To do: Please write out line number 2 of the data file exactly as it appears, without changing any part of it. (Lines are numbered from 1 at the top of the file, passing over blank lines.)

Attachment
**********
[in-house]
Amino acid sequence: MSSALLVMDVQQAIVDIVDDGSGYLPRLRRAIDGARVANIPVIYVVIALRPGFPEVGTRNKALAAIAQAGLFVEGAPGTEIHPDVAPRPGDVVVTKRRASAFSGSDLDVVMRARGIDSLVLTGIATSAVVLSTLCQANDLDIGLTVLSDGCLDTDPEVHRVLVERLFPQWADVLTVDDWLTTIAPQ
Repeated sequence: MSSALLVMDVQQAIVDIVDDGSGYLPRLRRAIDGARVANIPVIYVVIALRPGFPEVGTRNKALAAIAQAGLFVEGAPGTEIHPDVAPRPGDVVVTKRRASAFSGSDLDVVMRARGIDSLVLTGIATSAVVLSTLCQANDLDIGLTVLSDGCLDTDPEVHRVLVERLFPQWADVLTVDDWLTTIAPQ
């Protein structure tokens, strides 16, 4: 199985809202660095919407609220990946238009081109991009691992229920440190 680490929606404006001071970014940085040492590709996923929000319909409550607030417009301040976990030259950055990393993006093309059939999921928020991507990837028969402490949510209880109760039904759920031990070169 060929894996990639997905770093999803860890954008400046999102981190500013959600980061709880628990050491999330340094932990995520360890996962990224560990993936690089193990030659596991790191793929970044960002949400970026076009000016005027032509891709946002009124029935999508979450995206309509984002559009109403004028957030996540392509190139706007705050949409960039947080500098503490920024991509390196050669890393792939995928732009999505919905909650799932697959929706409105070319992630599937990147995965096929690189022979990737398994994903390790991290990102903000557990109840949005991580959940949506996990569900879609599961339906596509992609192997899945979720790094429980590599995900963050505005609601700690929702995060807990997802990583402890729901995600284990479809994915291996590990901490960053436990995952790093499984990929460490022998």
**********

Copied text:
Amino acid sequence: MSSALLVMDVQQAIVDIVDDGSGYLPRLRRAIDGARVANIPVIYVVIALRPGFPEVGTRNKALAAIAQAGLFVEGAPGTEIHPDVAPRPGDVVVTKRRASAFSGSDLDVVMRARGIDSLVLTGIATSAVVLSTLCQANDLDIGLTVLSDGCLDTDPEVHRVLVERLFPQWADVLTVDDWLTTIAPQ